Land and Sea

According to the navigator Michael of Rhodes (?-1445), who was in service to the Serenissima between 1401 and 1445, the ships in use during the late Middle Ages were of two types: oared galleys and sailing ships.

Oared galleys were originally warships which over the course of the 14th century came to be adapted for trade even though their form was little suited to such a function. Although they did not accomodate a great volume of cargo, they guaranteed security and reliability in the delivery of merchandise. The large crew they required was able to defend the ship from the incursions of pirates, and propulsion by the force of oars lessened delays caused by absence of wind.

The galley of Flanders was the largest type of these trading galleys. Having to navigate the turbulent waters of the Atlantic during voyages from Venice to as far as London, the galley of Flanders had a very robust hull capable of carrying a larger volume of cargo. The beams of the hull were fixed to the internal ribs of the ship with wooden nails. It was equipped with a rudder at the stern and two lateral rudders, five anchors, and two lifeboats, one large and one small. The galley had stabilizers that would function as oarlocks, a winch for lifting the anchors and other heavy objects, various tipes of ropes and rigging, masts, and booms. There were two masts: the mainmast, in the middle of the ship, and a smaller mizzenmast toward the stern. The booms held huge triangular sails, which could be changed according to the strength of the wind and weather conditions.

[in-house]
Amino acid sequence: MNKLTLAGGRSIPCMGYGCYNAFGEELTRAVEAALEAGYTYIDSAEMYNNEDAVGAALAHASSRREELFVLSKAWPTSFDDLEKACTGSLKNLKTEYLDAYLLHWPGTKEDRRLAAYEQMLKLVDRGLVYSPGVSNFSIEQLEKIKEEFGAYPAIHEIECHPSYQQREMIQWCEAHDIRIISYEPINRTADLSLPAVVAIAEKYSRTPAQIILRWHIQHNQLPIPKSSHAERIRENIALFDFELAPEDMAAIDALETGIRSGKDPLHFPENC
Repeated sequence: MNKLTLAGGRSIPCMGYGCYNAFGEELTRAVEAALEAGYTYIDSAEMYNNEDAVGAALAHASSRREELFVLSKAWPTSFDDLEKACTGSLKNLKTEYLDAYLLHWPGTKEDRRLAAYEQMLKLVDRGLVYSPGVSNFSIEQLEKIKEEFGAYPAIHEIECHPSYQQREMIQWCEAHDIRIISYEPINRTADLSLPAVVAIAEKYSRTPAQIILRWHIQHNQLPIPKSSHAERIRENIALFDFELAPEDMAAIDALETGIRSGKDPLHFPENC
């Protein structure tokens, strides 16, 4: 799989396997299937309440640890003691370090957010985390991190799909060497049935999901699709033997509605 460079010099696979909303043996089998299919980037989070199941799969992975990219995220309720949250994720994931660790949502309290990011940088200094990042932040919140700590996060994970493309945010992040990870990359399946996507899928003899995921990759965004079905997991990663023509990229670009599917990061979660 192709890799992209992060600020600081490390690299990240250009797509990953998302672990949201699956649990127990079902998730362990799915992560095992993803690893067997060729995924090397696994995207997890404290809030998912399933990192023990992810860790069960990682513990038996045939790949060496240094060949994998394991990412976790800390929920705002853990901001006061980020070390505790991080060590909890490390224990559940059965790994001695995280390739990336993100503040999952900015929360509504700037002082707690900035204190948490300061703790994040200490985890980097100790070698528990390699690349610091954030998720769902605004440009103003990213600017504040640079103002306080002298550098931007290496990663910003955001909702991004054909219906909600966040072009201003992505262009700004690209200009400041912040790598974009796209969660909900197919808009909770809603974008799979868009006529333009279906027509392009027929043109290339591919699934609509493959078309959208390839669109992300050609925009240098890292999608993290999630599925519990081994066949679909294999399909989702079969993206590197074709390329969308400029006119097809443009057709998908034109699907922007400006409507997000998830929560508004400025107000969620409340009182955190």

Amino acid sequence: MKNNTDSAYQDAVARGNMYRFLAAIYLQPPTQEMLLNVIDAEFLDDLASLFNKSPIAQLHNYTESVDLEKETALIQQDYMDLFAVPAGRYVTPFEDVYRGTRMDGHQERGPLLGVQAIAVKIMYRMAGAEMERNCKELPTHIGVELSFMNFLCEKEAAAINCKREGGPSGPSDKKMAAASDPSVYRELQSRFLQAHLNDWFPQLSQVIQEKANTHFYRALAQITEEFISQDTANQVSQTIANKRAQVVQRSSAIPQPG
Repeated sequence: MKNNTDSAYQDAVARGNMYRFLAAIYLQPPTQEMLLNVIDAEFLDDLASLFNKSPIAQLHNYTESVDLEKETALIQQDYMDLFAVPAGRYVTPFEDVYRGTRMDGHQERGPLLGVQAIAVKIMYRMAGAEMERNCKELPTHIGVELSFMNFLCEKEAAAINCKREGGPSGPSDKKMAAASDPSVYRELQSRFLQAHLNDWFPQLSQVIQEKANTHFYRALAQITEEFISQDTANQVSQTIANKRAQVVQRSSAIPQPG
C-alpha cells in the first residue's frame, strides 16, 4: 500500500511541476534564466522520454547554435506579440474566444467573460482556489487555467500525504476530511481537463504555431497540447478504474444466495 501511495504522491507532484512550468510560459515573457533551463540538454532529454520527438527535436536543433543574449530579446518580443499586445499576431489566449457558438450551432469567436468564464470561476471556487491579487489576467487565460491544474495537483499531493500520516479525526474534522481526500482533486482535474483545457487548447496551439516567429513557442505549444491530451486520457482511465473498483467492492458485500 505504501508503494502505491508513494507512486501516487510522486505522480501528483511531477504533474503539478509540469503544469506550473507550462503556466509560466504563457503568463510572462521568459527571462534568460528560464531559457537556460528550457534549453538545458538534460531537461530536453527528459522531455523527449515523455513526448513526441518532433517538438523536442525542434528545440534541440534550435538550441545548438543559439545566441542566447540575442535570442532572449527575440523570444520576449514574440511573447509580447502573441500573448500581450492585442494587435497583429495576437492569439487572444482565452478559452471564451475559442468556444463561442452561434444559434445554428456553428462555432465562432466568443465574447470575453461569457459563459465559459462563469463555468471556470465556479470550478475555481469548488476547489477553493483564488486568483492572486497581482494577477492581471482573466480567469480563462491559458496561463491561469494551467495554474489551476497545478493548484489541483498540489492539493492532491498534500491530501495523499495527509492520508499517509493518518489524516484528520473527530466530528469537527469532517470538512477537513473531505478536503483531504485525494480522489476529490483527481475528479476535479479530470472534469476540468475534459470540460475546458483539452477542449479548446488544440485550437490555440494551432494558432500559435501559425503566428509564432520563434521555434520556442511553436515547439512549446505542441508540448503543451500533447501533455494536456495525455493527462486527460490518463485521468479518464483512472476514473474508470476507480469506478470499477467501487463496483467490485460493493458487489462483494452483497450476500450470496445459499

The so-called galley of Romania was of smaller dimensions, and was used in particular for voyages to Constantinople and the Black Sea. Still smaller was the “galia sottil” or “light galley”, used almost exclusively for military purposes.

Sailing ships were generally smaller and more round in shape than galleys, and were distinguished according to their sails, whether triangular (“lateen sail”) or square (“square sail”). The lateen sail originated in the Mediterranean, while square-rigged ships, called “cocche”, derived from the high-sided vessels used on the Atlantic coasts of France and northern Europe.